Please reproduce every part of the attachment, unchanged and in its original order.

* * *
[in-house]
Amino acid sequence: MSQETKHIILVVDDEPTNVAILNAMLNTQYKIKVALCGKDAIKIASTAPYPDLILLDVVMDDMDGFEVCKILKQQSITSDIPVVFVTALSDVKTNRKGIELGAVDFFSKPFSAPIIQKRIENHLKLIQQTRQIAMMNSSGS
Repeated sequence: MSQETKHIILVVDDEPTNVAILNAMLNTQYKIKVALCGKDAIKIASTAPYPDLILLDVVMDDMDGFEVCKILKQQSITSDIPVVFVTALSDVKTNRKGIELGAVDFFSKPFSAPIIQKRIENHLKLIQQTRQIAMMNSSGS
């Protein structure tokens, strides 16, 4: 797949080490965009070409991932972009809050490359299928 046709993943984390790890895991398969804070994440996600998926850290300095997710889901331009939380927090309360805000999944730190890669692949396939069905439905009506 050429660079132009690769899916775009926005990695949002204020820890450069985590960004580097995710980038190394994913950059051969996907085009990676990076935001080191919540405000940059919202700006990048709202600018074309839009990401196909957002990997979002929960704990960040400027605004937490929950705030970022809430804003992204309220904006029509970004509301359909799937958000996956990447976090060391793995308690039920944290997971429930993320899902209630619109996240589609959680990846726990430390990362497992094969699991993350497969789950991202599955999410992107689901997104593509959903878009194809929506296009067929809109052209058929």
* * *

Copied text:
[in-house]
Amino acid sequence: MSQETKHIILVVDDEPTNVAILNAMLNTQYKIKVALCGKDAIKIASTAPYPDLILLDVVMDDMDGFEVCKILKQQSITSDIPVVFVTALSDVKTNRKGIELGAVDFFSKPFSAPIIQKRIENHLKLIQQTRQIAMMNSSGS
Repeated sequence: MSQETKHIILVVDDEPTNVAILNAMLNTQYKIKVALCGKDAIKIASTAPYPDLILLDVVMDDMDGFEVCKILKQQSITSDIPVVFVTALSDVKTNRKGIELGAVDFFSKPFSAPIIQKRIENHLKLIQQTRQIAMMNSSGS
């Protein structure tokens, strides 16, 4: 797949080490965009070409991932972009809050490359299928 046709993943984390790890895991398969804070994440996600998926850290300095997710889901331009939380927090309360805000999944730190890669692949396939069905439905009506 050429660079132009690769899916775009926005990695949002204020820890450069985590960004580097995710980038190394994913950059051969996907085009990676990076935001080191919540405000940059919202700006990048709202600018074309839009990401196909957002990997979002929960704990960040400027605004937490929950705030970022809430804003992204309220904006029509970004509301359909799937958000996956990447976090060391793995308690039920944290997971429930993320899902209630619109996240589609959680990846726990430390990362497992094969699991993350497969789950991202599955999410992107689901997104593509959903878009194809929506296009067929809109052209058929």